Although Cornell football these days is most associated with last year’s Ivy League Offensive Player of the Year, junior quarterback and offensive co-captain Jeff Mathews, the receiver position is arguably the most important one in coordinator Jeff Fela’s spread offense. Luckily for the Red, its roster includes several talented and versatile pass-catchers who make the system work by complementing Mathews’ prowess.
Fifth-year senior Shane Savage, senior Kurt Ondash and senior special teams co-captain Luke Tasker formed an extraordinary trio of wide receivers for the Red in 2011. Each of the three recorded at least 800 receiving yards and four touchdowns, as they ranked first (108.0), second (85.6) and third (82.7), respectively, in the Ivies in receiving yards per game. The fourth Ancient Eight receiver last season, Penn’s Ryan Calvert ’12, ranked 18.6 ypg behind Tasker.
Unfortunately for Cornell opponents, at least one more receiver has hopped aboard. Junior Grant Gellatly, a converted tailback, ranked second on the team in rushing and fourth in receiving last year. He broke out in the 2011 season finale at Penn with eight catches for 106 yards and hasn’t looked back, starting off this year as an official receiver with 10 catches for 181 yards in a loss at Fordham. To Mathews, Gellatly represents the type of playmaker whose efforts contribute to his status as an all-star quarterback.
“We had a couple of plays [against Fordham] where we dumped it out to Grant and he [made] a couple guys miss and [got] 25 yards,” Mathews said. “Those are big plays for us that are relatively not very risky passes ... A lot of it is guys making great plays in space. When receivers are getting open, it’s easy to get balls to them because there’s not a lot of defenders around.”
Even though Mathews scattered an Ivy record of 3,412 yards last season to his dependable targets, several Red receivers — including Savage, Tasker and Gellatly — spent the summer in Ithaca with Mathews working on route running and chemistry. Gellatly believes the side workouts strengthened the connection between the signal caller and receivers that already seemed near flawless.
“I think [getting open] is just the result of a big trust factor in the offseason preparation,” Gellatly said. “There’s a big emphasis as receivers to get up here early to work with the quarterbacks because that’s really the only time outside of spring camp to really work with them. It’s just him having trust in us [and] us having trust in him.”
Mathews echoed Gellatly’s sentiments, saying the exhaustive time spent together assures everyone that Cornell will find a way to come out on top — when running an out route on a critical third-and-6, for instance.
“We have a great receiving corps here and we work with them every day for an extended period of time,” Mathews said. “We worked through this all summer. I have great confidence in those guys. If it’s one on one, I expect our guys to win and so do they more importantly. [It’s] a lot of fun to have the guys that we do.”
While the quartet of leading receivers from 2011 is composed of the crafty and explosive type — none stands above 6-0 and is heavier than 195 pounds — the Red does offer bigger receivers further down the depth chart. Sophomore Lucas Shapiro, 6-5 and 205 lbs., placed sixth on the team with 15 catches last season, while 6-2 junior Jesse Heon snagged the first Red touchdown of 2012, and his career, against the Rams. All five freshmen wide receivers are taller than six feet, but Twan Terrell [Rockmart, Ga.], Doug Vernon [Folsom, Calif.], VJ Fitzpatrick [O’Fallon, Mo.], Chris Lenz [Mechanichsburg, Pa.] and Ben Rogers [Geneva, Ill.] may have trouble breaking through a loaded Red lineup this year.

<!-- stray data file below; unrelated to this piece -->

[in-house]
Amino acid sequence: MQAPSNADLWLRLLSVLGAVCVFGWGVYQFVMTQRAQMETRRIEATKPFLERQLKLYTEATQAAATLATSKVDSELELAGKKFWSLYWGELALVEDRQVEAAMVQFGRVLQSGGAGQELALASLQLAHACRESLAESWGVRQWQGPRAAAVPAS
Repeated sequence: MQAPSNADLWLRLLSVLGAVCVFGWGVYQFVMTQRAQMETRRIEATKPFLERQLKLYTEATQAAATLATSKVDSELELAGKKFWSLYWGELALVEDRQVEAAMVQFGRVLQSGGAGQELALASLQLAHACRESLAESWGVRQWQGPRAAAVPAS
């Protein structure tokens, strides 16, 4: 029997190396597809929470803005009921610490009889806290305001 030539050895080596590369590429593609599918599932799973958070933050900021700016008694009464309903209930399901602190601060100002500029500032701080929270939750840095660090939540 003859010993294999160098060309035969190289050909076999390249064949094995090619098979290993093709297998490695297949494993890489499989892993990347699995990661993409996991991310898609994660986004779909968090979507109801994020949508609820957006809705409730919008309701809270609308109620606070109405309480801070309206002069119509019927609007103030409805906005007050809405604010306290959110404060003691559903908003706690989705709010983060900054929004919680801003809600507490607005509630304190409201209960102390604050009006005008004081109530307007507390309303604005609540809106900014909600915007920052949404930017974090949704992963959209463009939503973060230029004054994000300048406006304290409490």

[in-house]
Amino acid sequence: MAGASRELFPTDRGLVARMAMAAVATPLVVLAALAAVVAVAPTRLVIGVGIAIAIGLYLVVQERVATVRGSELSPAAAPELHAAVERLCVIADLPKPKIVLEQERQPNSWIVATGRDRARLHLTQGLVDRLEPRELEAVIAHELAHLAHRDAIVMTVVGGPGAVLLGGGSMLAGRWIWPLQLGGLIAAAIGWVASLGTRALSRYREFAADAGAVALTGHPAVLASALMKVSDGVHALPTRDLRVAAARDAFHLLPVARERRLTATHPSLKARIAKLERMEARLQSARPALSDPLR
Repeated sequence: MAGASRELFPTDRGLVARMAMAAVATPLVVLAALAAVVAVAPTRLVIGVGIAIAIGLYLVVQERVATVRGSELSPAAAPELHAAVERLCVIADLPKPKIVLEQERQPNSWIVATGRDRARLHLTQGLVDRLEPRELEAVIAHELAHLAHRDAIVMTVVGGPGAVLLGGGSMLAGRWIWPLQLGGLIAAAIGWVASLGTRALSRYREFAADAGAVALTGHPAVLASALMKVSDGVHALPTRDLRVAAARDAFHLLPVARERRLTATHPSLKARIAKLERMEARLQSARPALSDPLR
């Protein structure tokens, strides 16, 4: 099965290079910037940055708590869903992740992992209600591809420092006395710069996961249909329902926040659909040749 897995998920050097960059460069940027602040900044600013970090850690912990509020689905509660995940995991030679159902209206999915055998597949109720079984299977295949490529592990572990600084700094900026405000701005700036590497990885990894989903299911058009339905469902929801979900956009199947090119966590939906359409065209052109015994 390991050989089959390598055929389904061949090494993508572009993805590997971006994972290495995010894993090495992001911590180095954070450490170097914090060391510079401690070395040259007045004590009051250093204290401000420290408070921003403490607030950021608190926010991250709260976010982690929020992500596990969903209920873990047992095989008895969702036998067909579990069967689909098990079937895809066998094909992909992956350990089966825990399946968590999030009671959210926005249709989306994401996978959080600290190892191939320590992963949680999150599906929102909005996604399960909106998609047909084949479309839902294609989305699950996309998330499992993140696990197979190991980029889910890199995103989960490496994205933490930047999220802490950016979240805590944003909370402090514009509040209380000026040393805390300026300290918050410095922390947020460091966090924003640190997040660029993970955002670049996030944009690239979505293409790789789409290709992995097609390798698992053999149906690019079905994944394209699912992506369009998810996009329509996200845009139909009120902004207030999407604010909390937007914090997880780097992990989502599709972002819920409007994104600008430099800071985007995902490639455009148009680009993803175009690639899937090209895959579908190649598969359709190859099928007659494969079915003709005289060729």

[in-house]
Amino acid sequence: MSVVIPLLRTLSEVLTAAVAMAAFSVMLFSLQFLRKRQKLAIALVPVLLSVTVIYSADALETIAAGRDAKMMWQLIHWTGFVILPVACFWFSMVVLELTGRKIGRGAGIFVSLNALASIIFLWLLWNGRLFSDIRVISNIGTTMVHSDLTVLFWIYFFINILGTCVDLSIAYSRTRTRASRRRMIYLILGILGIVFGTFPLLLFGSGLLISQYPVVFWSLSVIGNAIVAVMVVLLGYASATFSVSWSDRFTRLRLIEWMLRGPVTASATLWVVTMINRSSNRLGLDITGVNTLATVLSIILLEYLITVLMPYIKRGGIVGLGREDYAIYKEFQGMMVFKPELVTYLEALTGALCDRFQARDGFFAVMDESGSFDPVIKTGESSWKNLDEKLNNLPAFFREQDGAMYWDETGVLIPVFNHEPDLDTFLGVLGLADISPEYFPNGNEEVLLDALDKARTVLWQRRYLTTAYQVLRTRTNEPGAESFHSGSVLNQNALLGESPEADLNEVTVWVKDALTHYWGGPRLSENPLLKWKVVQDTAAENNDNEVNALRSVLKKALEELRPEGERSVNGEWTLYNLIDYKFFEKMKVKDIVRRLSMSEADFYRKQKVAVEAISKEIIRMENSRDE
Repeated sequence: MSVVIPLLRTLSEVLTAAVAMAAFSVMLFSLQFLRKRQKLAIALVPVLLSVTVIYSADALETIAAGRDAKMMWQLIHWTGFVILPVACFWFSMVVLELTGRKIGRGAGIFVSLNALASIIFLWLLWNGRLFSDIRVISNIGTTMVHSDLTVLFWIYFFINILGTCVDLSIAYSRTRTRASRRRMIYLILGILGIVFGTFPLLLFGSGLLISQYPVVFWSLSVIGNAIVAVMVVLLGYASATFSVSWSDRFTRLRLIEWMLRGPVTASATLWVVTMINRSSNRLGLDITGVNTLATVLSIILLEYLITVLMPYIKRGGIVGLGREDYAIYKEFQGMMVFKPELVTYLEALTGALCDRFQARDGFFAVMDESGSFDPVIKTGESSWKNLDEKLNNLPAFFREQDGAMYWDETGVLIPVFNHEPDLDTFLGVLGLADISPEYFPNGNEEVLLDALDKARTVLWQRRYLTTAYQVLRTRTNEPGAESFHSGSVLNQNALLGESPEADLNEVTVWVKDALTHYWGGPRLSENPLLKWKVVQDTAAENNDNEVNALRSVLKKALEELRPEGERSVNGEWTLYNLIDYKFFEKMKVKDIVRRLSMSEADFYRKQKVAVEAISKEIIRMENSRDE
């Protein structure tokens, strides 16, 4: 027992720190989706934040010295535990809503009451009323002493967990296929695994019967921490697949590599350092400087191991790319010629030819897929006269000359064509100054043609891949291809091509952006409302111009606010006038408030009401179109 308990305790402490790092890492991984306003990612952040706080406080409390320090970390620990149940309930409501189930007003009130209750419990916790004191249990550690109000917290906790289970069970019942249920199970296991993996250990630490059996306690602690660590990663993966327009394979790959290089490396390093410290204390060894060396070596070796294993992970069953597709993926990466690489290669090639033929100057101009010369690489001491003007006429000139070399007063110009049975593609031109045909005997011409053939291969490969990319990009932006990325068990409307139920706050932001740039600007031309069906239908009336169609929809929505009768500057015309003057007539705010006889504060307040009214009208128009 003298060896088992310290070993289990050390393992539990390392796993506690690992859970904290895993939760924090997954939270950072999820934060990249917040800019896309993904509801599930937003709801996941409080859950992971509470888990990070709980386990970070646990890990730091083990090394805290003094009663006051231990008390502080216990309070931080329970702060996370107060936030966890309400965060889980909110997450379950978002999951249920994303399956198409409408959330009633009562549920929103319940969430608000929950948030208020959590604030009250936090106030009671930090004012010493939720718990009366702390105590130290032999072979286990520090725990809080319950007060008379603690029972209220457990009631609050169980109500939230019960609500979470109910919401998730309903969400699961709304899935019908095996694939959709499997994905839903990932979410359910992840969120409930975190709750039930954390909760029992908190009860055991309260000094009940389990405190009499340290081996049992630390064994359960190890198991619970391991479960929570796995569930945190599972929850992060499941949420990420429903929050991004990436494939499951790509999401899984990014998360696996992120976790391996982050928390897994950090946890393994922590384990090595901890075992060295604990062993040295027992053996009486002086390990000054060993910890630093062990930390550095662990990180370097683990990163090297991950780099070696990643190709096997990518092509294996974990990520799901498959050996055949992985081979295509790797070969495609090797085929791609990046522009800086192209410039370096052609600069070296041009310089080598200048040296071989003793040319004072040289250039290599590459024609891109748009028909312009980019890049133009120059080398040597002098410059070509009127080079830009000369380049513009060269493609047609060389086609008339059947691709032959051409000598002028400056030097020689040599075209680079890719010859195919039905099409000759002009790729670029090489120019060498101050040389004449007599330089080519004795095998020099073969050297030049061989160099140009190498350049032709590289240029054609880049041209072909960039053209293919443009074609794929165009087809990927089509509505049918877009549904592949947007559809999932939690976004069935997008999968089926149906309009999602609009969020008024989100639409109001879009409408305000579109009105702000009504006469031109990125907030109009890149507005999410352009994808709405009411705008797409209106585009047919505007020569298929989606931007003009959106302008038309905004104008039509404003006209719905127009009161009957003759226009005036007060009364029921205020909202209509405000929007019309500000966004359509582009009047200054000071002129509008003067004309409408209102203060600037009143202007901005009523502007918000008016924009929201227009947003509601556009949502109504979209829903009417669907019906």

None of the tight ends on the Cornell roster figures to have a large influence statistically, as they are seldom utilized as pass-catchers in the spread scheme and the Red’s do-it-all tight end and tailback combo player Ryan Houska ’12 graduated. Nonetheless, the tight ends will play significant roles as run blockers, protectors of Mathews and special teams players.
“A lot of our tight ends have moved out to receiver — like [senior] Jake Allyn, who is now a receiver and he’s done a great job,” Gellatly said. “But they’re just as important a part of the offense [for] the running game and blocking. They don’t get maybe as much credit as they deserve, but they are definitely important.”
Junior Ty Bostain is listed as the first-string tight end with freshman Matt Donneth [Fenton, Mich.] behind him. Seniors Michael DiChiara and Beau Sweeney converted from quarterback to tight end, the former during the spring of 2011 and the latter during the 2011 season. Junior Tucker Maggio also became a tight end last spring after eight starts at right tackle. Sweeney is the only one of the five with a reception at Cornell.
Fortunately for the Red, though, the current receivers have combined for 407 career catches. Their ability to get open and accumulate yards after the catch, which helped the Red last year amass almost 100 more passing yards per game than the next highest Ivy team (Harvard), will again determine the team’s offensive success in 2012.